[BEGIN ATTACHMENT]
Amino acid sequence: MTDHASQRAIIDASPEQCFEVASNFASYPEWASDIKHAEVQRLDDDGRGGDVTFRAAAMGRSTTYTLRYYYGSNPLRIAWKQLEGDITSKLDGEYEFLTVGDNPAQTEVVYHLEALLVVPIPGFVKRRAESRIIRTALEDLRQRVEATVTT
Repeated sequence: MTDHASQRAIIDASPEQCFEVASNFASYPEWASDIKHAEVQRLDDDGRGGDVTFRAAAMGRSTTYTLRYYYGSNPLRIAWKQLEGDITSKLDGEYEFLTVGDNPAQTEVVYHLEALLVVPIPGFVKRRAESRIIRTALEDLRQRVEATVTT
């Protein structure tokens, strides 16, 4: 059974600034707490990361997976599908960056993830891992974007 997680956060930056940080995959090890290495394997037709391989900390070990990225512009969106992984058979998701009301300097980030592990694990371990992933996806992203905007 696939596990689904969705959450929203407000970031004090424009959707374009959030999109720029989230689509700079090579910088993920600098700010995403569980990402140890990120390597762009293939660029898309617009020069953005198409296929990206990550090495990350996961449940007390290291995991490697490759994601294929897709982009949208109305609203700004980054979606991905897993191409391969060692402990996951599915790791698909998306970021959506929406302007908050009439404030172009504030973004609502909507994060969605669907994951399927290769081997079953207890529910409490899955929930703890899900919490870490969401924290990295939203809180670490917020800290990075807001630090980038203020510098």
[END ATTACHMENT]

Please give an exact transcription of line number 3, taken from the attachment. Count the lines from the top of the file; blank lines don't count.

């Protein structure tokens, strides 16, 4: 059974600034707490990361997976599908960056993830891992974007 997680956060930056940080995959090890290495394997037709391989900390070990990225512009969106992984058979998701009301300097980030592990694990371990992933996806992203905007 696939596990689904969705959450929203407000970031004090424009959707374009959030999109720029989230689509700079090579910088993920600098700010995403569980990402140890990120390597762009293939660029898309617009020069953005198409296929990206990550090495990350996961449940007390290291995991490697490759994601294929897709982009949208109305609203700004980054979606991905897993191409391969060692402990996951599915790791698909998306970021959506929406302007908050009439404030172009504030973004609502909507994060969605669907994951399927290769081997079953207890529910409490899955929930703890899900919490870490969401924290990295939203809180670490917020800290990075807001630090980038203020510098």